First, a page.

Here, plaintiffs' complaint alleged that the bank committed a breach of contract by violating “agreements between plaintiffs as shareholders of the bank,” thereby depriving them of information necessary to make informed decisions about their investments in the bank, and “depriving them of the full value of their investment.”   The claim is patently derivative.  “[A]ctions charging ‘mismanagement which depress[ ] the value of stock [allege] a wrong to the corporation;  i.e., the stockholders collectively, to be enforced by a derivative action.’ ”  Id. at 353 (citation omitted);  see also Strougo v. Bassini, 282 F.3d 162, 174 (2d Cir.2002) (shareholders lack standing to sue directly for loss in share value resulting from mismanagement);  Strasenburgh v. Straubmuller, 146 N.J. 527, 683 A.2d 818, 829 (1996) ( “Shareholders cannot sue for injuries arising from the diminution in value of their shareholdings resulting from wrongs allegedly done to their corporations.”) (citation omitted).   Although plaintiffs attempt to characterize the claim as a separate and distinct injury arising from a breach of their “agreement”-and implied good faith covenants therein-with the bank (presumably referring to the corporate charter, bylaws, and similar general corporate instruments), plaintiffs have not alleged or shown that the bank breached any contractual right separate from that of all other shareholders of the corporation.   Therefore, the claim is derivative in nature.   See Lipman v. Batterson, 316 Ill.App.3d 1211, 250 Ill.Dec. 407, 738 N.E.2d 623, 627-28 (2000) (where alleged breach of contract results in wrong to corporation, action is derivative).   Plaintiffs' corollary claim concerning the bank's alleged failure to provide information necessary to make informed decisions about their investments similarly fails to establish harm distinct from other shareholders, and also fails adequately to allege what investment decisions were affected or how plaintiffs were thereby harmed.   See V.R.C.P. 8(a) (complaint must set forth plain statement showing that pleader is entitled to relief);  Limoge v. People's Trust Co., 168 Vt. 265, 274, 719 A.2d 888, 893 (1998) (pleading must give fair notice of claim and grounds upon which it rests).   Finally, although the court did not address the breach of contract count separately from the other claims, its conclusion that plaintiffs failed to demonstrate a distinct injury sufficient to establish standing was plainly meant to apply to all of plaintiffs' claims.   We therefore discern no error in this regard.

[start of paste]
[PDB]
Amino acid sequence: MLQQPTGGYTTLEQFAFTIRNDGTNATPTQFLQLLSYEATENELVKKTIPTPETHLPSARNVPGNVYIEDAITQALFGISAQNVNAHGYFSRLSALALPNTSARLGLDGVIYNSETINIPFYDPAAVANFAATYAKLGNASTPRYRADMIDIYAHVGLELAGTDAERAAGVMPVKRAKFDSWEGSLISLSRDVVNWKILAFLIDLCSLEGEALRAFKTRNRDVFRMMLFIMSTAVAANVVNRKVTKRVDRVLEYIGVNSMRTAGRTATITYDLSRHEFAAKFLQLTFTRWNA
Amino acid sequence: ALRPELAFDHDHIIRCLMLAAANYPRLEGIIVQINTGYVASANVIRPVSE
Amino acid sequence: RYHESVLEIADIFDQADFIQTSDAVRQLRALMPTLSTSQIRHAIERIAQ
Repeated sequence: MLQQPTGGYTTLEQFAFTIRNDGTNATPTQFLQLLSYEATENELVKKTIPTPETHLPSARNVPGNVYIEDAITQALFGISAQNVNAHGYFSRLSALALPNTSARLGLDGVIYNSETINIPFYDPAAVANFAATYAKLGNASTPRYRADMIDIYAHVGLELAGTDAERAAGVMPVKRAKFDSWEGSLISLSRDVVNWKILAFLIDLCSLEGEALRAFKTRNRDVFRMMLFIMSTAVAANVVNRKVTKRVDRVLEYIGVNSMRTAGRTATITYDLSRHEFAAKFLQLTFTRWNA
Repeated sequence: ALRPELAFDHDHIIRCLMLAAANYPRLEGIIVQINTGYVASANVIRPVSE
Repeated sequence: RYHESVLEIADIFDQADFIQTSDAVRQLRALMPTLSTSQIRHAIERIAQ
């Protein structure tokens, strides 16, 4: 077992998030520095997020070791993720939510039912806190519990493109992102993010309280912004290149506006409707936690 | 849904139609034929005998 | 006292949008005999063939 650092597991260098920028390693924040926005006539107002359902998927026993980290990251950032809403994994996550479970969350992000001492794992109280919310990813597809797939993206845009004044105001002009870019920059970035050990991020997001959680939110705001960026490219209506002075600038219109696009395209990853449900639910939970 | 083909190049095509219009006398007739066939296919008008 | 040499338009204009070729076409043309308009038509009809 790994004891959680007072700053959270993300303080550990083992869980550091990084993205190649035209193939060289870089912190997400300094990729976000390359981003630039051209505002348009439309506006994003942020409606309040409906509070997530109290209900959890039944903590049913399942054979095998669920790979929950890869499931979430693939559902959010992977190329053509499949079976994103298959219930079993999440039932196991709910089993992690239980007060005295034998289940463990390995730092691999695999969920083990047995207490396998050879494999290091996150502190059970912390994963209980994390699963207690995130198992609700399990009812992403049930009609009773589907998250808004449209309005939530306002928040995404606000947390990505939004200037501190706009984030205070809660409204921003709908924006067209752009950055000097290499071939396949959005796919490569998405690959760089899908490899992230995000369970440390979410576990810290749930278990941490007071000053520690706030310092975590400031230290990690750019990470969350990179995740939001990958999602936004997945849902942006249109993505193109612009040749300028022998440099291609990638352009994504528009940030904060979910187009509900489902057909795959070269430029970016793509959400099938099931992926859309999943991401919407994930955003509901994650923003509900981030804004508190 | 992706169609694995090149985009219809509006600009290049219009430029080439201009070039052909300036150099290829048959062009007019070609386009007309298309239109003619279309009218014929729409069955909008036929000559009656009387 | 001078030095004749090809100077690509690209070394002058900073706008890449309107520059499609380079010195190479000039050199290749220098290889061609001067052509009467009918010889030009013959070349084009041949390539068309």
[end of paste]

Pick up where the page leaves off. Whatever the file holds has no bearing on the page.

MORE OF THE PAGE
Plaintiffs also assert that the court erred in dismissing the balance of their claims on the ground that they lacked standing.   The claims for negligence and what plaintiffs styled “voluntary assumption of a duty” were premised on allegations that defendants failed to exercise reasonable care in communicating information to plaintiffs, in supervising bank employees, officers and agents to ensure that they acted in conformity with statutory, regulatory, and other norms, and in discharging their responsibilities over banking and corporate business.   Apart from the alleged impact on plaintiffs' investment and the value of their shares, which affected all shareholders, plaintiffs' complaint fails adequately to allege or demonstrate any separate and discrete injury entitling them to bring a direct action.  Kramer, 546 A.2d at 351.   Although plaintiffs argue on appeal that they suffered direct injury through “dilution” of their voting rights resulting from the federal order requiring reissuance of the Lussiers' stock to the bank, see, e.g., In re Tri-Star Pictures, Inc. Litig., 634 A.2d 319, 330 (Del.1993) (claim of stock dilution and corresponding reduction in voting power may state individual claim), the complaint did not allege any impact on voting rights except with respect to Evelyn Lussier in Count V. Hence, we discern no error in the court's dismissal of the claims for negligence and voluntary assumption of a duty.2